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Wholesale Sterling Silver Jewelry: Spot Silver Prices

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At the writing of this article (February 15, 2008), silver is hovering near $17.10 per ounce. Silver prices have risen almost 13% just since the first of the year.

Analysts blame oil prices near $100, the weak US Dollar, recession fears and geopolitical instability for creating an increased demand for gold and to a lesser extent, silver. But silver prices, unlike gold, are driven mainly by supply and demand. Silver is used by a wide variety of industries beyond jewelry manufacture, including computer manufacture, medicine, and photography. While demand for silver increases annually, supplies are dwindling as new sources are being found less frequently and are often hard to reach.

The advent of Exchange Traded Funds (ETF's) in the silver market in 2006 added a new component to silver demand, making it easier to buy and sell silver on the open market without having to physically hold it. For many of us in the jewelry business, the silver ETF approval came with a sense of dread, since many felt it would result in further price increases.

We haven't seen silver prices at current levels since 1980, when the Hunt brothers tried to corner the market and sent prices to $54 per oz. That debacle ended with a 50% single day drop in silver prices (and ultimately with the Hunt brothers serving time). Unlike that silver rush, there doesn't appear to be any conspiracy behind recent silver price rises.

As a silver importer and wholesaler, I've been dealing with this issue for the past couple of years. Silver prices have stair-stepped from around $6 per ounce to current levels over the last three years or so. When you add in the weakness of the Dollar against other currencies, it is a double whammy since most silver jewelry production is done in Asia. A weak dollar means imports cost more.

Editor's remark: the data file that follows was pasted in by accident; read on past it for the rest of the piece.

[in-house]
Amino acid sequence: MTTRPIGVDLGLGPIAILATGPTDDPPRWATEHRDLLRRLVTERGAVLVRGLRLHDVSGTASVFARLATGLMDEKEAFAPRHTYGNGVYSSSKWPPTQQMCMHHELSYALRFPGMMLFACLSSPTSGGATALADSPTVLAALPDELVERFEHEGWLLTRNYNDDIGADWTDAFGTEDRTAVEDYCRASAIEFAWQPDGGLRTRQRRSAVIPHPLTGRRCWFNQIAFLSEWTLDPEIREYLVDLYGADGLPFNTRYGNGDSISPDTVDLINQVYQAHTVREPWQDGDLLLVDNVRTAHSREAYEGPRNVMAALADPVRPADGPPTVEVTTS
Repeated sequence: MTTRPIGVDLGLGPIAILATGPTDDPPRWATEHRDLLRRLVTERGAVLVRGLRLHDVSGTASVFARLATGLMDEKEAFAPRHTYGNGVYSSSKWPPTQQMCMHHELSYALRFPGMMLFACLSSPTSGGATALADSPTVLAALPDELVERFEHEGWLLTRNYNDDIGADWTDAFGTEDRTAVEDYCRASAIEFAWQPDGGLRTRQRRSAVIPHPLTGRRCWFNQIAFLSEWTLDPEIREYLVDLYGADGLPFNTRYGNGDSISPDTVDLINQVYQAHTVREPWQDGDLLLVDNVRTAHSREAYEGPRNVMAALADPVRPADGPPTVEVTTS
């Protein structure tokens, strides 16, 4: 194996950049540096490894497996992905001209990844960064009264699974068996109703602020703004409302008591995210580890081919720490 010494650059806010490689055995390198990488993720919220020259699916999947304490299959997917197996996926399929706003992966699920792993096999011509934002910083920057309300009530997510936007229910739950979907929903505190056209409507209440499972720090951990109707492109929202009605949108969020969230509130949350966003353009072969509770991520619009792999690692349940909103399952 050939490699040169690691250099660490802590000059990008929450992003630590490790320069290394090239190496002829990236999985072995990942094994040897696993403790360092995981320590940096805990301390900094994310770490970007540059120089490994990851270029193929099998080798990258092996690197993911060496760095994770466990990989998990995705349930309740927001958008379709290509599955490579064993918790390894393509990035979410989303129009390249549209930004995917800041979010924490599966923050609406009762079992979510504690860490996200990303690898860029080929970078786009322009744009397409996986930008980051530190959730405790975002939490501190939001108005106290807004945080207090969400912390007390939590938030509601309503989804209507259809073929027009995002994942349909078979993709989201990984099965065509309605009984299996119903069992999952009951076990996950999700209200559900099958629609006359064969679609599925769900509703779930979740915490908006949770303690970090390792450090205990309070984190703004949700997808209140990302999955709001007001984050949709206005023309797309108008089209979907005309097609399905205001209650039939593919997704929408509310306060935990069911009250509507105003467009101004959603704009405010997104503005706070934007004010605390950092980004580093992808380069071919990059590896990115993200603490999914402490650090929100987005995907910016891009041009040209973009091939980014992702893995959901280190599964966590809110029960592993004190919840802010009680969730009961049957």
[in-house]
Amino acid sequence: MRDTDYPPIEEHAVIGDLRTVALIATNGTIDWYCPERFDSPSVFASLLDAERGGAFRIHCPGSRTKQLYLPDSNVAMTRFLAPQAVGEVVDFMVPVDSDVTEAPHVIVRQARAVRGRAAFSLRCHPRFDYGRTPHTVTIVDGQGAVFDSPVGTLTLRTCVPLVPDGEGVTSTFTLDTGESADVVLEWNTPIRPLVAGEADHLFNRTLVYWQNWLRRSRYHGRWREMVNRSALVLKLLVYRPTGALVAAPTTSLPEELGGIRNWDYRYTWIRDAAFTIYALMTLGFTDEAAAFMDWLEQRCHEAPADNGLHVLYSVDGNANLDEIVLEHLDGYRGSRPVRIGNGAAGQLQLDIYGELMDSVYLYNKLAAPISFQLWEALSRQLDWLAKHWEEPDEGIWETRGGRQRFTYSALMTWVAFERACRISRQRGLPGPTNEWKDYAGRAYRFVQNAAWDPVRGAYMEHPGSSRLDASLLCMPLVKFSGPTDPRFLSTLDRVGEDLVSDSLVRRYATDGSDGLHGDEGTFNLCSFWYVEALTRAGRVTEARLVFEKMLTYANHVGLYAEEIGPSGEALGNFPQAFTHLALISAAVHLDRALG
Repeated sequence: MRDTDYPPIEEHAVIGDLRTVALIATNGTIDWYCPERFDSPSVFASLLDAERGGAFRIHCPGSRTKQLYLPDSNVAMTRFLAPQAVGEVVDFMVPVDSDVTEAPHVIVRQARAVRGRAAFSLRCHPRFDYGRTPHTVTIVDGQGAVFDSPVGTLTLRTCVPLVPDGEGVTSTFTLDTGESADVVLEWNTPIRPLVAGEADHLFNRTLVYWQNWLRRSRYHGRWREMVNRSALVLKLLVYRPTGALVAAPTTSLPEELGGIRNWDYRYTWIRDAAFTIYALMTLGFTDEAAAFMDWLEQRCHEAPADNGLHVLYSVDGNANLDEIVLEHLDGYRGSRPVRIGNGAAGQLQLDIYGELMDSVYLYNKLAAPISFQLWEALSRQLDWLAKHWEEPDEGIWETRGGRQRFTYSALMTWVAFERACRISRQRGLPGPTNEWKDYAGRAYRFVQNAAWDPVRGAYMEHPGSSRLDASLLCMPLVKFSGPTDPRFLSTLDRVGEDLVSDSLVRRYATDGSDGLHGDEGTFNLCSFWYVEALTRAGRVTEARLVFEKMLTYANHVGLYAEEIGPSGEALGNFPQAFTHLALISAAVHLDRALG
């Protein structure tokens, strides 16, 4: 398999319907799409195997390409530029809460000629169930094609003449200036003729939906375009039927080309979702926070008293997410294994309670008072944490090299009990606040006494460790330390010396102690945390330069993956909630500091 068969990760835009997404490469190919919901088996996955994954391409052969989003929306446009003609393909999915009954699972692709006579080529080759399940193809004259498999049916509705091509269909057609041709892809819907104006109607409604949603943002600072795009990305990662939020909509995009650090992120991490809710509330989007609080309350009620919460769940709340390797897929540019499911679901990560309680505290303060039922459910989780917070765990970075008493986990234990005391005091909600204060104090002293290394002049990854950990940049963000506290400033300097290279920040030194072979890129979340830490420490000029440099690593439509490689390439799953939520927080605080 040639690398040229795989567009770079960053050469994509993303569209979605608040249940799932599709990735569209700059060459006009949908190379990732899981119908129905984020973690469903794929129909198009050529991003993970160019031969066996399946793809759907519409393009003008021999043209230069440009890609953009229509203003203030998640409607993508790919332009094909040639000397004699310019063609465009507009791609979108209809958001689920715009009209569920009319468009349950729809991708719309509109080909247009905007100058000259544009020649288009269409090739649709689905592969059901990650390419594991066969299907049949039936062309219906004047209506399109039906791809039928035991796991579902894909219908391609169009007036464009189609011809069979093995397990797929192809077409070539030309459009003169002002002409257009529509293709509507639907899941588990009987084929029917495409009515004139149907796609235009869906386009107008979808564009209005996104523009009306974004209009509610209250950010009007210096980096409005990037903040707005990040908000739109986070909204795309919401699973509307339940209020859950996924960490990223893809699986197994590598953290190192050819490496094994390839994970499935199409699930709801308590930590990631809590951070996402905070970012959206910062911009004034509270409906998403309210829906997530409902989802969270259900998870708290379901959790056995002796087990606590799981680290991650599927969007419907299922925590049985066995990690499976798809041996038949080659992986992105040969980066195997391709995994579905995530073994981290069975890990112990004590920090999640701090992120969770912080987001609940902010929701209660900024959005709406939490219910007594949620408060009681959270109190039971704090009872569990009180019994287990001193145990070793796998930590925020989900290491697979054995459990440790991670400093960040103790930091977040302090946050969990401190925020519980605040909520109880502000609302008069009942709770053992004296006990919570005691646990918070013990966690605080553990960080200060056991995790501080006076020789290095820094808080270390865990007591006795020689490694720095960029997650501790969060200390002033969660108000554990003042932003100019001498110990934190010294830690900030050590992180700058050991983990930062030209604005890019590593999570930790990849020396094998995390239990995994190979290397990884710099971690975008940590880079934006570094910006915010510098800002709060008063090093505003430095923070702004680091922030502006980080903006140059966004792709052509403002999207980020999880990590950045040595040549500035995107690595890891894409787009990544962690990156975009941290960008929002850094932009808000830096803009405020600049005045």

The one bright spot here is that at least part of this price increase is due to higher demand. And as a precious metal, silver is still cheap, especially when compared to gold (currently nearing $905 per ounce). Where is silver headed? It seems like $20 per ounce is within striking distance.

The results are already being felt in the jewelry industry, where silver is a large percentage of the final product cost. For other industries like computers or photography, the cost of silver is a much smaller percentage of total cost. To date, much of the increases in price have been absorbed by wholesalers and retailers of jewelry, but this cannot continue. We are now nearing the point where consumers will have to assume more of the burden if they want sterling silver jewelry. Options like silver plating over base metal may become more acceptable, but more likely consumers will want to stick with the "purity" of precious metals like silver and gold.

In the end, higher prices will probably mean less demand for silver jewelry, at least in the short term. Hopefully as the economy recovers from the recession that many say we are headed into, consumers will loosen the purse strings and see silver as a relatively affordable adornment.

(This article written by Mike McGinnis and published originally on We allow republication provided the piece is copied in its entirety with links and attribution.)

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